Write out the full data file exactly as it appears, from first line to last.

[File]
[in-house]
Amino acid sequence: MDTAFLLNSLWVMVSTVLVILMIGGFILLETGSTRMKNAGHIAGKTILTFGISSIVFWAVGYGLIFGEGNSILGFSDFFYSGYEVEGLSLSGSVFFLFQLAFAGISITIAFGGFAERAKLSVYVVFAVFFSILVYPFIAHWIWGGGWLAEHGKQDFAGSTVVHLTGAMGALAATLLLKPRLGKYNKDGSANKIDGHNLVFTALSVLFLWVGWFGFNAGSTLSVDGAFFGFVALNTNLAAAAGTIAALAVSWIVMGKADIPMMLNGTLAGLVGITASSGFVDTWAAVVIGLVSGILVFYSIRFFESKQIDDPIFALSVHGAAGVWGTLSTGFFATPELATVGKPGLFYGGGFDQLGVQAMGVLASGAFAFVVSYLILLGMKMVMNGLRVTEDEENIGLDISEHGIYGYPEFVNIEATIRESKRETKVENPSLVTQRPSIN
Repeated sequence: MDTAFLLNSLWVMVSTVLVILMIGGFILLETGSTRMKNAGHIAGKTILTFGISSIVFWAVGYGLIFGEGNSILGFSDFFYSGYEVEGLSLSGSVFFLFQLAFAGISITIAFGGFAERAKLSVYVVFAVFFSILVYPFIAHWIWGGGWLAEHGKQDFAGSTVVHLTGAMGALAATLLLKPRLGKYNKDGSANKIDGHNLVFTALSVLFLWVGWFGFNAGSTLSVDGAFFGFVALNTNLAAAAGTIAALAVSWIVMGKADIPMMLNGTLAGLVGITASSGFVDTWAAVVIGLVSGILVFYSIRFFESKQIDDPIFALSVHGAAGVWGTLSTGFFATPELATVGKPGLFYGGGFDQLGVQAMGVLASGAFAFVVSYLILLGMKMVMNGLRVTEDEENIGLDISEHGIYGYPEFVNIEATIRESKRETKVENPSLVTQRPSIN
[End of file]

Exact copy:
[in-house]
Amino acid sequence: MDTAFLLNSLWVMVSTVLVILMIGGFILLETGSTRMKNAGHIAGKTILTFGISSIVFWAVGYGLIFGEGNSILGFSDFFYSGYEVEGLSLSGSVFFLFQLAFAGISITIAFGGFAERAKLSVYVVFAVFFSILVYPFIAHWIWGGGWLAEHGKQDFAGSTVVHLTGAMGALAATLLLKPRLGKYNKDGSANKIDGHNLVFTALSVLFLWVGWFGFNAGSTLSVDGAFFGFVALNTNLAAAAGTIAALAVSWIVMGKADIPMMLNGTLAGLVGITASSGFVDTWAAVVIGLVSGILVFYSIRFFESKQIDDPIFALSVHGAAGVWGTLSTGFFATPELATVGKPGLFYGGGFDQLGVQAMGVLASGAFAFVVSYLILLGMKMVMNGLRVTEDEENIGLDISEHGIYGYPEFVNIEATIRESKRETKVENPSLVTQRPSIN
Repeated sequence: MDTAFLLNSLWVMVSTVLVILMIGGFILLETGSTRMKNAGHIAGKTILTFGISSIVFWAVGYGLIFGEGNSILGFSDFFYSGYEVEGLSLSGSVFFLFQLAFAGISITIAFGGFAERAKLSVYVVFAVFFSILVYPFIAHWIWGGGWLAEHGKQDFAGSTVVHLTGAMGALAATLLLKPRLGKYNKDGSANKIDGHNLVFTALSVLFLWVGWFGFNAGSTLSVDGAFFGFVALNTNLAAAAGTIAALAVSWIVMGKADIPMMLNGTLAGLVGITASSGFVDTWAAVVIGLVSGILVFYSIRFFESKQIDDPIFALSVHGAAGVWGTLSTGFFATPELATVGKPGLFYGGGFDQLGVQAMGVLASGAFAFVVSYLILLGMKMVMNGLRVTEDEENIGLDISEHGIYGYPEFVNIEATIRESKRETKVENPSLVTQRPSIN